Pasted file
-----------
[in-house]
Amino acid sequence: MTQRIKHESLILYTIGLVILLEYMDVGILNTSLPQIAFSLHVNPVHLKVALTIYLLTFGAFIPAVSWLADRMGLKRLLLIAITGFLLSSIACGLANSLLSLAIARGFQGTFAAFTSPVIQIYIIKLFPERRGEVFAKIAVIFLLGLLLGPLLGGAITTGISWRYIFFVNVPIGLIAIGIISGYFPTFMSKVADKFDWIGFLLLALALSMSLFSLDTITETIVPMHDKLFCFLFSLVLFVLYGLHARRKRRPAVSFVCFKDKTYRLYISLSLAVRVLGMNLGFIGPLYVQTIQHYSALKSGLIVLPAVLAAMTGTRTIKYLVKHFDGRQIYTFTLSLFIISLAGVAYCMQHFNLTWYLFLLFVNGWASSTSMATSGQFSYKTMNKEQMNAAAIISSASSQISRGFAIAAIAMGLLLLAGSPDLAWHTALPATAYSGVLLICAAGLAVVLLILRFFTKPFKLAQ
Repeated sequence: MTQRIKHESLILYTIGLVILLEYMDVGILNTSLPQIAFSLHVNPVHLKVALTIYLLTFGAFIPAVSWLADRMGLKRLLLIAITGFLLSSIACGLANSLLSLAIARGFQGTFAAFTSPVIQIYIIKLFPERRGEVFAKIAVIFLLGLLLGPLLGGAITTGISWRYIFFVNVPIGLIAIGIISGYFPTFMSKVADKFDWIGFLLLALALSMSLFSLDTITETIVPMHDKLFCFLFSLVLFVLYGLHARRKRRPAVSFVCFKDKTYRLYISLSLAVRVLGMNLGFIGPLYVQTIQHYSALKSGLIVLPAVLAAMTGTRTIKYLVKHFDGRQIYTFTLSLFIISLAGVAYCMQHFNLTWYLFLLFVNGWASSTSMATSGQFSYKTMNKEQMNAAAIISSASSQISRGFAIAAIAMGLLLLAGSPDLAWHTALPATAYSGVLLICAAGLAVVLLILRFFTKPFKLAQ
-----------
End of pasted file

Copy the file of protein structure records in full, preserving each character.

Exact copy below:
[in-house]
Amino acid sequence: MTQRIKHESLILYTIGLVILLEYMDVGILNTSLPQIAFSLHVNPVHLKVALTIYLLTFGAFIPAVSWLADRMGLKRLLLIAITGFLLSSIACGLANSLLSLAIARGFQGTFAAFTSPVIQIYIIKLFPERRGEVFAKIAVIFLLGLLLGPLLGGAITTGISWRYIFFVNVPIGLIAIGIISGYFPTFMSKVADKFDWIGFLLLALALSMSLFSLDTITETIVPMHDKLFCFLFSLVLFVLYGLHARRKRRPAVSFVCFKDKTYRLYISLSLAVRVLGMNLGFIGPLYVQTIQHYSALKSGLIVLPAVLAAMTGTRTIKYLVKHFDGRQIYTFTLSLFIISLAGVAYCMQHFNLTWYLFLLFVNGWASSTSMATSGQFSYKTMNKEQMNAAAIISSASSQISRGFAIAAIAMGLLLLAGSPDLAWHTALPATAYSGVLLICAAGLAVVLLILRFFTKPFKLAQ
Repeated sequence: MTQRIKHESLILYTIGLVILLEYMDVGILNTSLPQIAFSLHVNPVHLKVALTIYLLTFGAFIPAVSWLADRMGLKRLLLIAITGFLLSSIACGLANSLLSLAIARGFQGTFAAFTSPVIQIYIIKLFPERRGEVFAKIAVIFLLGLLLGPLLGGAITTGISWRYIFFVNVPIGLIAIGIISGYFPTFMSKVADKFDWIGFLLLALALSMSLFSLDTITETIVPMHDKLFCFLFSLVLFVLYGLHARRKRRPAVSFVCFKDKTYRLYISLSLAVRVLGMNLGFIGPLYVQTIQHYSALKSGLIVLPAVLAAMTGTRTIKYLVKHFDGRQIYTFTLSLFIISLAGVAYCMQHFNLTWYLFLLFVNGWASSTSMATSGQFSYKTMNKEQMNAAAIISSASSQISRGFAIAAIAMGLLLLAGSPDLAWHTALPATAYSGVLLICAAGLAVVLLILRFFTKPFKLAQ